Student pilot intrudes on Camp David airspace

`Lost' flier is greeted by two fighter jets

November 01, 2001|By Jennifer McMenamin and Mary Gail Hare | Jennifer McMenamin and Mary Gail Hare,SUN STAFF

As soon as Ken Stinson saw the F-16 fighter jet flying alongside him on his final approach to Carroll County Regional Airport, he knew what he had done wrong.

"It all really comes down to a student pilot who got lost and who happened to do it on the worst day of the year probably," the 43-year-old student pilot said yesterday - after being questioned for 3 1/2 hours by the Secret Service, the FBI, the FAA and local law enforcement at the Westminster state police barracks.

"I went through P-40," the restricted airspace over the presidential retreat at Camp David, Stinson said, "and that's what happens when you go through P-40 these days."

By day's end, authorities had concluded that the intrusion by Stinson, who owns a management consulting firm in Reisterstown, was an accident.

Local pilots and the airport owner compared the mistake to driving the wrong way down a one-way street, noting that the slip-up is not uncommon.

"If he had done this before [the terrorist attacks] Sept. 11, you wouldn't have known it because there would have been no F-16s," said Dave Fadio, a flight instructor at the Carroll airport and a pilot with 11 years' flying experience.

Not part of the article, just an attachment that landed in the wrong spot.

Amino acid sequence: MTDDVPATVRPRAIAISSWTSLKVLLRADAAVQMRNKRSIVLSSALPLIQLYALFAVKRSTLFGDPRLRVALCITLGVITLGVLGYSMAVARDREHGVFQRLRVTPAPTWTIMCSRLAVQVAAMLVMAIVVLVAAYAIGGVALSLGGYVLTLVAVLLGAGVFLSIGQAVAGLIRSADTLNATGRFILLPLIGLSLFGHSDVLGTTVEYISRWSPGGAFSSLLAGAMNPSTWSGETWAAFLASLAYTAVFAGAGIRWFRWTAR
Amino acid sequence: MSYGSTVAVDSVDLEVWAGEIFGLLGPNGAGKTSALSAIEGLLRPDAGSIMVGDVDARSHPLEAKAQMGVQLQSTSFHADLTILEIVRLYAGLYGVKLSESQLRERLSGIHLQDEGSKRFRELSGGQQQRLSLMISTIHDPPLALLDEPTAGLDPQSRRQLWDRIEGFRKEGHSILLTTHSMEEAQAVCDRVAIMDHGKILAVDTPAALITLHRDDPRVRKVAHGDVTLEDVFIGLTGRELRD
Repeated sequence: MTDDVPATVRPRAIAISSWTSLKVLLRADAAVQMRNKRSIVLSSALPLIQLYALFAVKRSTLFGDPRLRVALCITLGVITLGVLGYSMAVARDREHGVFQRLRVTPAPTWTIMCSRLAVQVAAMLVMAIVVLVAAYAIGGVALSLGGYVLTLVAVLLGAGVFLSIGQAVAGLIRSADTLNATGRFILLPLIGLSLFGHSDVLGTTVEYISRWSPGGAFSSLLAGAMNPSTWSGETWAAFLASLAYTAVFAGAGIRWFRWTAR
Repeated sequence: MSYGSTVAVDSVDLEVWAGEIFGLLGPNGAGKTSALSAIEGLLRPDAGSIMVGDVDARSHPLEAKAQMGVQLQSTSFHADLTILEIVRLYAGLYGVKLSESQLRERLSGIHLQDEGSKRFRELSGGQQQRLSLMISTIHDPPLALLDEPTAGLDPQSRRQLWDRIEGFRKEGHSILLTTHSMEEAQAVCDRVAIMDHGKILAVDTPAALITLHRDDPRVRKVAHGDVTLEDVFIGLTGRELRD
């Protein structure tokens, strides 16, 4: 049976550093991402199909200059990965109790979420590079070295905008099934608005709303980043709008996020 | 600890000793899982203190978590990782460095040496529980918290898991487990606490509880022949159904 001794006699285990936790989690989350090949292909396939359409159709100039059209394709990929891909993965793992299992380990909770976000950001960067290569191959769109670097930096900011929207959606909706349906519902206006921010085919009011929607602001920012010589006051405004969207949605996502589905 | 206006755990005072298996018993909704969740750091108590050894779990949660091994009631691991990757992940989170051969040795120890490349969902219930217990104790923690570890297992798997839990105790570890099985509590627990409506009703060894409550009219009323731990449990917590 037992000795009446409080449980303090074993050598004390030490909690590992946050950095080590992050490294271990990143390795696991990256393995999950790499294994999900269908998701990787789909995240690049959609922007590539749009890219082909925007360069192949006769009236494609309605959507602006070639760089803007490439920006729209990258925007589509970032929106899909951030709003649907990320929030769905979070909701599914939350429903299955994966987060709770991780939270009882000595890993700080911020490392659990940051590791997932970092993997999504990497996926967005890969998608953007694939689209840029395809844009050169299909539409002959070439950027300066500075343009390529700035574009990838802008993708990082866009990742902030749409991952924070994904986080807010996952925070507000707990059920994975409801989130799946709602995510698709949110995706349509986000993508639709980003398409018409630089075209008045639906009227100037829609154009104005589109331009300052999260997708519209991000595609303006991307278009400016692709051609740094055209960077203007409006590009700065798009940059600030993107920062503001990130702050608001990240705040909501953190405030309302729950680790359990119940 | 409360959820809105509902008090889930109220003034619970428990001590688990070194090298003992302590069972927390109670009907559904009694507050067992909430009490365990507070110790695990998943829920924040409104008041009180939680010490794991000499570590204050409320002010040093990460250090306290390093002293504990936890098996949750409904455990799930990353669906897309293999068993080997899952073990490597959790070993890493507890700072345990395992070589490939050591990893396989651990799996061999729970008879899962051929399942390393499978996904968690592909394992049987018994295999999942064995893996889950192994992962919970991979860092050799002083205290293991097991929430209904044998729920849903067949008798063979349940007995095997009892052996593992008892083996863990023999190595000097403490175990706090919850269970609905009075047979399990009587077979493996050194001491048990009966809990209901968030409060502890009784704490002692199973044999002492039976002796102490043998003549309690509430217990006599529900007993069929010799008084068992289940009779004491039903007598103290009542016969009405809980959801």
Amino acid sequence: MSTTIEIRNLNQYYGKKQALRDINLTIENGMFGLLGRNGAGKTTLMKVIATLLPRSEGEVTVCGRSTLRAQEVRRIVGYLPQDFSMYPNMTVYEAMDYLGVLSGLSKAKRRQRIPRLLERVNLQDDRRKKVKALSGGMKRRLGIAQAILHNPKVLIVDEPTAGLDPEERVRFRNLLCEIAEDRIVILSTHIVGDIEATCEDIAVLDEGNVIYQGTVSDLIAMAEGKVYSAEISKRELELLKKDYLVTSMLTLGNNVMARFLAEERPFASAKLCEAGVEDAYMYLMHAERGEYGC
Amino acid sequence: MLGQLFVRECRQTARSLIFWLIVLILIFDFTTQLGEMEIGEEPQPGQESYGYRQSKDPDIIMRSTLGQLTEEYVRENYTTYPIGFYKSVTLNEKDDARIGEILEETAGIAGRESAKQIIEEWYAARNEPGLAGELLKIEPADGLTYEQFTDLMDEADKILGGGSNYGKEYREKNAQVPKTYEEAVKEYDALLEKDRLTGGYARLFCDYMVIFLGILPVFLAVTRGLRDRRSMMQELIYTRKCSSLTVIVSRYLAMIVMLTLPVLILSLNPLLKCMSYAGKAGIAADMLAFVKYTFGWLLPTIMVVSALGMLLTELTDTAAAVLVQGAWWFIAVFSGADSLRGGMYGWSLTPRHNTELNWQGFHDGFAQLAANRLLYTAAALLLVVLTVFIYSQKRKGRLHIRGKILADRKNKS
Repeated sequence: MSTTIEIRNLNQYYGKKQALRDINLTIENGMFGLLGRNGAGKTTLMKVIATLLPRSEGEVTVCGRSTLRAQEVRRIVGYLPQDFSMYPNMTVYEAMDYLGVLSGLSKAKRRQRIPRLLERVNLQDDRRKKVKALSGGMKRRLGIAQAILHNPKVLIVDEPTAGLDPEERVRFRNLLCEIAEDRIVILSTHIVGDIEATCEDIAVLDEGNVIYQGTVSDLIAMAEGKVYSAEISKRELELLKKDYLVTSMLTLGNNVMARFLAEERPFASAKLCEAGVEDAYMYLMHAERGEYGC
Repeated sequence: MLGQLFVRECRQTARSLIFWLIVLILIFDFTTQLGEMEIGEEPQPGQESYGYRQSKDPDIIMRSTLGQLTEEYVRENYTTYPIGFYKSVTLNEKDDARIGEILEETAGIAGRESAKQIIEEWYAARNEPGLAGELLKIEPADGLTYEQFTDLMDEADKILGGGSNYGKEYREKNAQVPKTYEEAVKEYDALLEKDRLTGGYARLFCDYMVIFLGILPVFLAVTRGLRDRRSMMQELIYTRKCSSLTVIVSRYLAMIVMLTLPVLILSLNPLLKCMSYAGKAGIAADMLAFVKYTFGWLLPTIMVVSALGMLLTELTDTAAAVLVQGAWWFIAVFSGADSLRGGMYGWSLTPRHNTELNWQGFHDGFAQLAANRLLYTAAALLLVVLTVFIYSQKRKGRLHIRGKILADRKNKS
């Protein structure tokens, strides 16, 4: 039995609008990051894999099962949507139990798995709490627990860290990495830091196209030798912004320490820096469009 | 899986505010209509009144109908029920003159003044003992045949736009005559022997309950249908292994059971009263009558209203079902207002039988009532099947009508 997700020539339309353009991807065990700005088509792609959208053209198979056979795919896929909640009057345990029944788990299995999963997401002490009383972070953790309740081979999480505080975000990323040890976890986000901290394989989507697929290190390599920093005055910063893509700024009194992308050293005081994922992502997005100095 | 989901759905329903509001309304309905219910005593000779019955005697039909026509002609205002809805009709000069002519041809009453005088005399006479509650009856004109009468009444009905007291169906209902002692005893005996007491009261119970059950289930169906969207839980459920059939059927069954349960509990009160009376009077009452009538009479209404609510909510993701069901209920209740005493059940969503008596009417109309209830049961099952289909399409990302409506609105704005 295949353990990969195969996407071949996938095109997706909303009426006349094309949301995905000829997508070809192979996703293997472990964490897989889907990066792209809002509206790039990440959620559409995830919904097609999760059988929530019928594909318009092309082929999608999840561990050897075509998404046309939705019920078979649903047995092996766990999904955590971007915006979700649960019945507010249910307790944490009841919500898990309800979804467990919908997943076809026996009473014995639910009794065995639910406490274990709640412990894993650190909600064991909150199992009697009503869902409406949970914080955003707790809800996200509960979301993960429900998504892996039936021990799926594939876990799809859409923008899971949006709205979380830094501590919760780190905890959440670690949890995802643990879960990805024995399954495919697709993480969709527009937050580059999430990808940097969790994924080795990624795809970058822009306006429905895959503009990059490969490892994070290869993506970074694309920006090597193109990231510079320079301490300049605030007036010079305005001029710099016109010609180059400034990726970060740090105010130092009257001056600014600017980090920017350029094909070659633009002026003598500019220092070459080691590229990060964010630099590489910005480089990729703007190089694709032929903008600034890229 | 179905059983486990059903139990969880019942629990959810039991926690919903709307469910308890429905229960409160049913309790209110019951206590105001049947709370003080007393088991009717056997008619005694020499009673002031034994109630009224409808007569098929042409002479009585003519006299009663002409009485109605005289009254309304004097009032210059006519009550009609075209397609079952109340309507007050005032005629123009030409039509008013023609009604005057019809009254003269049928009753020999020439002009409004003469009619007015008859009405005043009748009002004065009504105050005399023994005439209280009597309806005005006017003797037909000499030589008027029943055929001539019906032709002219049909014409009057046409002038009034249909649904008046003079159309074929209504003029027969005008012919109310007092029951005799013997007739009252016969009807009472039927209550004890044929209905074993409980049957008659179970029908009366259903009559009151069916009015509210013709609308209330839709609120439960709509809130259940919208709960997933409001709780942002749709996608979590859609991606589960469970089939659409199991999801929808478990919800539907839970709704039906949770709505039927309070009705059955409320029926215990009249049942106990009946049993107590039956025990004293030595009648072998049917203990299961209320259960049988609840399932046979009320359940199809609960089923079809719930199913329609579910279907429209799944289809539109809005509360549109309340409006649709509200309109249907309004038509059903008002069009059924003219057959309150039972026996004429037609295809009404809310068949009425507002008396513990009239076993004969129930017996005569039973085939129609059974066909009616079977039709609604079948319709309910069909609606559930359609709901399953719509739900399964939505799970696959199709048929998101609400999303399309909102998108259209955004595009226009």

Rather, flight controllers would have followed Stinson's plane on radar to see where he landed, called that airport to speak with him and most likely ordered him to complete follow-up training.

"But since Sept. 11," Fadio said, "this is what we're seeing. And it's a big difference."

The roar of the midday visit by the pair of fighter jets drew workers out of their Westminster offices and Western Maryland College students and faculty into campus courtyards to stare at the sky and wonder what was happening.

Over a hill from the airport, diners at Baugher's Country Restaurant ran outside, afraid that the loud deafening rumble was the roof caving in.

More than a dozen residents called the regional airport, and principals and teachers at nearby elementary and middle schools explained the unexpected roar of the jets to their classes after learning what had happened.

"It definitely made your hair come up on the back of your neck," said Charles Brown, 38, who runs a twice-a-week lunch stand near the airport, of the fighter jets that went screaming overhead.

Brown, who was in the Maryland National Guard for 12 years, said, "I told my wife, `This doesn't feel good,' especially the way they were circling and they were loaded. He had his [missiles] on and he was ready to go."

Officials with the Federal Aviation Administration and the North American Aerospace Defense Command, the division of the Air Force that is charged with defending the nation's airspace, would not discuss specific intercepts of aircraft that trespass into restricted airspace.

Sun staff writers David L. Greene and Tom Bowman and Sun news researcher Jean Packard contributed to this article.

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